In his new book Why Poetry, the poet Matthew Zapruder has issued “an impassioned call for a return to reading poetry and an incisive argument for its accessibility to all readers.” The poet Robert Hass says, “Zapruder on poetry is pure pleasure. His prose is so direct that you have the impression, sentence by sentence, that you are being told simple things about a simple subject and by the end of each essay you come to understand that you’ve been on a very rich, very subtle tour of what’s aesthetically and psychologically amazing about the art of poetry.”
In this episode, Matthew Zapruder joins Jacke for a discussion on why poetry is often misunderstood, and how readers can clear away the misconceptions and return to an appreciation for the charms and power of poetry. Along the way, they discuss poems by W.H. Auden, Brenda Hillman, and John Keats, and the views of critics like Harold Bloom, Giambattista Vico, Ludwig Wittgenstein, and Paul Valery.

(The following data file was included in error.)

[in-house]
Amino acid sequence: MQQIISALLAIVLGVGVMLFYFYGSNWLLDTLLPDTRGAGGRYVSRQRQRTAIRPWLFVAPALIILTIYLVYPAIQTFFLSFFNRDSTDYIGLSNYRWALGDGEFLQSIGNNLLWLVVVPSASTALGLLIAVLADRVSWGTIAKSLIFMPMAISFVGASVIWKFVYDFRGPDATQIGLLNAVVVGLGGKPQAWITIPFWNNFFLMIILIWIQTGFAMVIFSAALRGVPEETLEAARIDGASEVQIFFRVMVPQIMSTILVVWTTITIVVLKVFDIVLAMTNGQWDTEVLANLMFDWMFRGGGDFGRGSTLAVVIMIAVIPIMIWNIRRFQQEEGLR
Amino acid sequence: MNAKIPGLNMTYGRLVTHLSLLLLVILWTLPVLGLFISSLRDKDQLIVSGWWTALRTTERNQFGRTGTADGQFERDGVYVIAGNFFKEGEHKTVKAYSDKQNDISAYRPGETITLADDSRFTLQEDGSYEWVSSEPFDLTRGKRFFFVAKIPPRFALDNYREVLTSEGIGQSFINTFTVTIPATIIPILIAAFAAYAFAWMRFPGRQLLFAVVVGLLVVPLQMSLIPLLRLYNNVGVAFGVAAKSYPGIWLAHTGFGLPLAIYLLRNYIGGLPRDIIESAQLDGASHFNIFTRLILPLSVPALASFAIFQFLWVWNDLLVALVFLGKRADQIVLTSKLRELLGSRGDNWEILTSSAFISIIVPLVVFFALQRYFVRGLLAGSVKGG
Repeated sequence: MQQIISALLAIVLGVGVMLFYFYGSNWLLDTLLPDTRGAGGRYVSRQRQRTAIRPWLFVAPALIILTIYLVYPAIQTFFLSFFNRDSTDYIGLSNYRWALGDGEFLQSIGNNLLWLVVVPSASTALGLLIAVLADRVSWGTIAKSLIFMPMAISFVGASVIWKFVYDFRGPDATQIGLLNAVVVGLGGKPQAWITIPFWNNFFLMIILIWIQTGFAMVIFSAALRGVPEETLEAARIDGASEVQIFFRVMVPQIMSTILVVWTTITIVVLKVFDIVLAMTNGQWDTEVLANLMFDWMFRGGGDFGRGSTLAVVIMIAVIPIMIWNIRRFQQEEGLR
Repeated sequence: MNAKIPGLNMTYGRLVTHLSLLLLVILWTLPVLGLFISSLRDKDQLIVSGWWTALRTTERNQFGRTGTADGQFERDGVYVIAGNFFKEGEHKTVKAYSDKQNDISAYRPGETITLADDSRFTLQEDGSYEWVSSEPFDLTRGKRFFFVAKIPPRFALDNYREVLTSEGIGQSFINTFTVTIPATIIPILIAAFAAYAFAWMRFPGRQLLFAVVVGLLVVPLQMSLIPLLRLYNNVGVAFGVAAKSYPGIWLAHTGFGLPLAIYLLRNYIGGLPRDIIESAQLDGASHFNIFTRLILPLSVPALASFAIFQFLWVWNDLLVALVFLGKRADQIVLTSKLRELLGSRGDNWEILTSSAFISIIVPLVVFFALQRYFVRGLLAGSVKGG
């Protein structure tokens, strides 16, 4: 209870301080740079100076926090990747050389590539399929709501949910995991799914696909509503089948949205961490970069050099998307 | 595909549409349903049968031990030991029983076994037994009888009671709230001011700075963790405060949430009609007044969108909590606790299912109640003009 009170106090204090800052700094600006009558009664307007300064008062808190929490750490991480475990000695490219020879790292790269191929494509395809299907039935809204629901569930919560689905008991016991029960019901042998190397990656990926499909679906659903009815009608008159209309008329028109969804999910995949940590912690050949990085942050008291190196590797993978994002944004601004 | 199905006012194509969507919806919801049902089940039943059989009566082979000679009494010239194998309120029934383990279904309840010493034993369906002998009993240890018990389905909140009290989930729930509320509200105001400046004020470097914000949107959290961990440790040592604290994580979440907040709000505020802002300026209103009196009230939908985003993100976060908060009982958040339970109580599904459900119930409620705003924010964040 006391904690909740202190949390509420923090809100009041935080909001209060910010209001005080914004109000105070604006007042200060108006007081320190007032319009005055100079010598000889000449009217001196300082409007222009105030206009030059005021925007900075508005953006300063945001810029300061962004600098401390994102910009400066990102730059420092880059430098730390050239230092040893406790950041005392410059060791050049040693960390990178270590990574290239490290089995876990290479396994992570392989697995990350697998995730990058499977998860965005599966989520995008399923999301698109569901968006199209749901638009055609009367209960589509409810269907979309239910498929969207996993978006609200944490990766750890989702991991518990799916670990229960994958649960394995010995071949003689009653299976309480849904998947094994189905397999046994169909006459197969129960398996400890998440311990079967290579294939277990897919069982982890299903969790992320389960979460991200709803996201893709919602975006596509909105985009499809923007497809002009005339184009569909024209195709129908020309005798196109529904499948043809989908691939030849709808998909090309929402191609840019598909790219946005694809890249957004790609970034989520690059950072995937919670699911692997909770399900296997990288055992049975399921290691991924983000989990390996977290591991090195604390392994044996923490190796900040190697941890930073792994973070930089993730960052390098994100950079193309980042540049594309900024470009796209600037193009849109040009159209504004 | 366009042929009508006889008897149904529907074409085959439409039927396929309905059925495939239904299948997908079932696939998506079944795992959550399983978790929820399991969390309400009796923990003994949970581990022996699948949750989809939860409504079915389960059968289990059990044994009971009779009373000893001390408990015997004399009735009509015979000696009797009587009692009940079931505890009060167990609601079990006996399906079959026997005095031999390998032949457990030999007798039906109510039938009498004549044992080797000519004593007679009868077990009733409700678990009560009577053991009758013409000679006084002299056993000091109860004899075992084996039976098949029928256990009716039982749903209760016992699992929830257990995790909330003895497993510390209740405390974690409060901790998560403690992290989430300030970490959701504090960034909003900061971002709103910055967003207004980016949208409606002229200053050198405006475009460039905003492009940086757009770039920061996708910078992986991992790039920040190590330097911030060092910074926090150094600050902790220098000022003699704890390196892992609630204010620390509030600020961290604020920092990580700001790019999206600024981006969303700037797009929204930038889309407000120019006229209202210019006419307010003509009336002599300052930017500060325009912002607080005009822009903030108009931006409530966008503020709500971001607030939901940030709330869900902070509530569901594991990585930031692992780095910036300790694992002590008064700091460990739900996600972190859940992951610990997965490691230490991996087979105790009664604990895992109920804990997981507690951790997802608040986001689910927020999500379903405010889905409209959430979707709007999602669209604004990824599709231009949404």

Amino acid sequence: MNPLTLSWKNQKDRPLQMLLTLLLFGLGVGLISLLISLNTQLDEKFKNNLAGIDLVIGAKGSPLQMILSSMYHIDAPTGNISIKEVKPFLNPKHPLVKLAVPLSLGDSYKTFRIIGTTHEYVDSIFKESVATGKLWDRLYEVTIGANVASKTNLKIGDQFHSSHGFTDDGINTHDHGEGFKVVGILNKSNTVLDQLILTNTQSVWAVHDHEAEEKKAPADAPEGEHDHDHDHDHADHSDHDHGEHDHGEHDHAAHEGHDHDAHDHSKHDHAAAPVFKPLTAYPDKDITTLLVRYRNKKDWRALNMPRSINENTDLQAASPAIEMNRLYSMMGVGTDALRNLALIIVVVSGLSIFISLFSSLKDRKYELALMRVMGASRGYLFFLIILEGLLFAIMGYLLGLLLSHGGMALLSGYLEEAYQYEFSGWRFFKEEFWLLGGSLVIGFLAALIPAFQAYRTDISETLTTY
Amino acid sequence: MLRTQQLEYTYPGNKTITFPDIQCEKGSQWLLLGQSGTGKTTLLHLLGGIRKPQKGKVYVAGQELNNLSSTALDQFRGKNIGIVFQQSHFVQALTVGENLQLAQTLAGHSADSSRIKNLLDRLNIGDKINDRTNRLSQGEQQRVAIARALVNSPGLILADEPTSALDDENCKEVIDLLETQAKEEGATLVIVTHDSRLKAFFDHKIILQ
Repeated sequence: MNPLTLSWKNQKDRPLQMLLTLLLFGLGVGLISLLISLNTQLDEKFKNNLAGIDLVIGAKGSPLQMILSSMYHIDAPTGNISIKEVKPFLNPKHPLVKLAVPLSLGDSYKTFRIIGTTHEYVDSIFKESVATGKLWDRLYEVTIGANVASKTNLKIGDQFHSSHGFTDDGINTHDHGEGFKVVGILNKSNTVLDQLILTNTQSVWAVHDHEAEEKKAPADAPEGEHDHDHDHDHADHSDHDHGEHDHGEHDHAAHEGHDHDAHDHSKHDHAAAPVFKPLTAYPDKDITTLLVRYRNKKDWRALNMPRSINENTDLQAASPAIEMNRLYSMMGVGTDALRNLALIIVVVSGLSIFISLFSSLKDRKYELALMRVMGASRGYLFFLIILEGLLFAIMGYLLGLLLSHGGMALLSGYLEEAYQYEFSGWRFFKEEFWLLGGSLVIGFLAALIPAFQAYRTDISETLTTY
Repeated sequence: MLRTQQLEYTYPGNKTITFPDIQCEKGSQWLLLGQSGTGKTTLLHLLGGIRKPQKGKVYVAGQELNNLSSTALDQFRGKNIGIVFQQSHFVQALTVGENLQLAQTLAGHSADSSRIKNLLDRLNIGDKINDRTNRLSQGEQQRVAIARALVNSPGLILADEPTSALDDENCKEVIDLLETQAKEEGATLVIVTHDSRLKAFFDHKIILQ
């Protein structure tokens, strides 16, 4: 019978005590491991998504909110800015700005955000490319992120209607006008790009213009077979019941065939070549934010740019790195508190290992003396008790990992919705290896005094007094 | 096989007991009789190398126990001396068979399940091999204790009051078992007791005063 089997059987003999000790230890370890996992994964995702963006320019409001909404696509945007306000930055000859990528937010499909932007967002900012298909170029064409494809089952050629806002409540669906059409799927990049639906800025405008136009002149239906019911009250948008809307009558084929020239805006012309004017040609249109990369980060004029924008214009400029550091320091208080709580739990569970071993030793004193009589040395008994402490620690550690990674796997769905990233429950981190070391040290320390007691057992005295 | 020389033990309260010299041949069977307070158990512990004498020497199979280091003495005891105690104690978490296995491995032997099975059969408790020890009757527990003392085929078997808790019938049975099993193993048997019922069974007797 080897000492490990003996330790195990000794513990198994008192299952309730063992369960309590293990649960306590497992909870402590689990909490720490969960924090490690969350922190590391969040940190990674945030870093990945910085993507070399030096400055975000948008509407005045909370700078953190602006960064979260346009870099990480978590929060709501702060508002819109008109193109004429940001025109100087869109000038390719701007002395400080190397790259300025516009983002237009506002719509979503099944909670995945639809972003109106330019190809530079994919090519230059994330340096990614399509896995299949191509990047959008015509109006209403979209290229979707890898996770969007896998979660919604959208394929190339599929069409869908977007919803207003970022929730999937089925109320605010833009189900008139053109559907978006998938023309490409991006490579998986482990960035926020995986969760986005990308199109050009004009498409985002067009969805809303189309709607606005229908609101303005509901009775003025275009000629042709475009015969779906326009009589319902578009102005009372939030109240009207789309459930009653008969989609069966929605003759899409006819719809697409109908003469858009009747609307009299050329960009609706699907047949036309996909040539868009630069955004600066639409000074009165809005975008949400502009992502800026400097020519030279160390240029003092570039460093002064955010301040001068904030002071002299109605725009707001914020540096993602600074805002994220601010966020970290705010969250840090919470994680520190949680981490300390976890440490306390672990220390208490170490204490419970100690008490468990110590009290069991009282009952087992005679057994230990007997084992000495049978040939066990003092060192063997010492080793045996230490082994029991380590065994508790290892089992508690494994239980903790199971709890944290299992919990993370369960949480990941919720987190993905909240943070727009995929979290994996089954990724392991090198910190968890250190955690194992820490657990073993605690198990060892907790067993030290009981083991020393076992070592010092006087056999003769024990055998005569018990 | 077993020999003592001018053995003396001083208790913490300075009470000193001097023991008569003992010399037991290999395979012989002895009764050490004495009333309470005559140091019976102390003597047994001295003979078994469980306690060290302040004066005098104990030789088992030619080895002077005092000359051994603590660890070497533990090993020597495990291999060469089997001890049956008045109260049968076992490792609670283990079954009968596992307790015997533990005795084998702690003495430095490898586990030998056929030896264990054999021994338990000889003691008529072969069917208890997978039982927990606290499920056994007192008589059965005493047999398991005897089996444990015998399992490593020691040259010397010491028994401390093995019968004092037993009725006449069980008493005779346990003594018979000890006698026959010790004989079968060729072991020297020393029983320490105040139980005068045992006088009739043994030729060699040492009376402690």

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One thought on “History of Literature Episode #138 – Why Poetry (with Matthew Zapruder)”
Freedom and play. Process. Yes. “It’s very important that poets permit themselves that relationship to words.”
I have also lyricised prose, but only when it suits me, as Matthew said.
The only words I would change in what he said would be this: He said something about the space you need to be in to write a poem–I would say for me it is more the space I find myself in.
“It’s not something you control, it is something you discover.”